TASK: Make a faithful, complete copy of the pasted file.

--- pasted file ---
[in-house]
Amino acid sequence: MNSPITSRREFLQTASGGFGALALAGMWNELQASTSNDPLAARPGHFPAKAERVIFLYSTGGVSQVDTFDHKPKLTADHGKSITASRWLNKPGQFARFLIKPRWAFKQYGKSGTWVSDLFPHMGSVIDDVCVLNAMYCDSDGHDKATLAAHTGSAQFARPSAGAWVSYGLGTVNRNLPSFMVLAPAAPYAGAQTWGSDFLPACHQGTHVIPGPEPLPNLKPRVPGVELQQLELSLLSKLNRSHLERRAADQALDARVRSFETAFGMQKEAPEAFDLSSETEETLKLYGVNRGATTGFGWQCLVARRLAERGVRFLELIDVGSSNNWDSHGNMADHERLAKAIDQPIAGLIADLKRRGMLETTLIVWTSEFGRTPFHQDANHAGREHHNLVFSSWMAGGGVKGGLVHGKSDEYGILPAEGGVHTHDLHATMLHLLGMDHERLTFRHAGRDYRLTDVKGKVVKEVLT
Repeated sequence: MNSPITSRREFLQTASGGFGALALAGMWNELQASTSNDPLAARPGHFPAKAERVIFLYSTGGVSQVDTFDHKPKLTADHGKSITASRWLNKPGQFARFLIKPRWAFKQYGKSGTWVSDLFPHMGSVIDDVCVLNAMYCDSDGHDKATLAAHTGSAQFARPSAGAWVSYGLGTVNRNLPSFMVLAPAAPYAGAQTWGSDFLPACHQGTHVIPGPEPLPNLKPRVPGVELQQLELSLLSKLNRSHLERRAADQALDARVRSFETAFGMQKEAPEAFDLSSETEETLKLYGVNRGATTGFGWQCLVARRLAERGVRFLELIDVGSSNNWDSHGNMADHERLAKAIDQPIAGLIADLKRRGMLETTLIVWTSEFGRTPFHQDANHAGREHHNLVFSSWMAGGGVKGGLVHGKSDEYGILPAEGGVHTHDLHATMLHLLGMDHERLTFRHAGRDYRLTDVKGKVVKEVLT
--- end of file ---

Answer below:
[in-house]
Amino acid sequence: MNSPITSRREFLQTASGGFGALALAGMWNELQASTSNDPLAARPGHFPAKAERVIFLYSTGGVSQVDTFDHKPKLTADHGKSITASRWLNKPGQFARFLIKPRWAFKQYGKSGTWVSDLFPHMGSVIDDVCVLNAMYCDSDGHDKATLAAHTGSAQFARPSAGAWVSYGLGTVNRNLPSFMVLAPAAPYAGAQTWGSDFLPACHQGTHVIPGPEPLPNLKPRVPGVELQQLELSLLSKLNRSHLERRAADQALDARVRSFETAFGMQKEAPEAFDLSSETEETLKLYGVNRGATTGFGWQCLVARRLAERGVRFLELIDVGSSNNWDSHGNMADHERLAKAIDQPIAGLIADLKRRGMLETTLIVWTSEFGRTPFHQDANHAGREHHNLVFSSWMAGGGVKGGLVHGKSDEYGILPAEGGVHTHDLHATMLHLLGMDHERLTFRHAGRDYRLTDVKGKVVKEVLT
Repeated sequence: MNSPITSRREFLQTASGGFGALALAGMWNELQASTSNDPLAARPGHFPAKAERVIFLYSTGGVSQVDTFDHKPKLTADHGKSITASRWLNKPGQFARFLIKPRWAFKQYGKSGTWVSDLFPHMGSVIDDVCVLNAMYCDSDGHDKATLAAHTGSAQFARPSAGAWVSYGLGTVNRNLPSFMVLAPAAPYAGAQTWGSDFLPACHQGTHVIPGPEPLPNLKPRVPGVELQQLELSLLSKLNRSHLERRAADQALDARVRSFETAFGMQKEAPEAFDLSSETEETLKLYGVNRGATTGFGWQCLVARRLAERGVRFLELIDVGSSNNWDSHGNMADHERLAKAIDQPIAGLIADLKRRGMLETTLIVWTSEFGRTPFHQDANHAGREHHNLVFSSWMAGGGVKGGLVHGKSDEYGILPAEGGVHTHDLHATMLHLLGMDHERLTFRHAGRDYRLTDVKGKVVKEVLT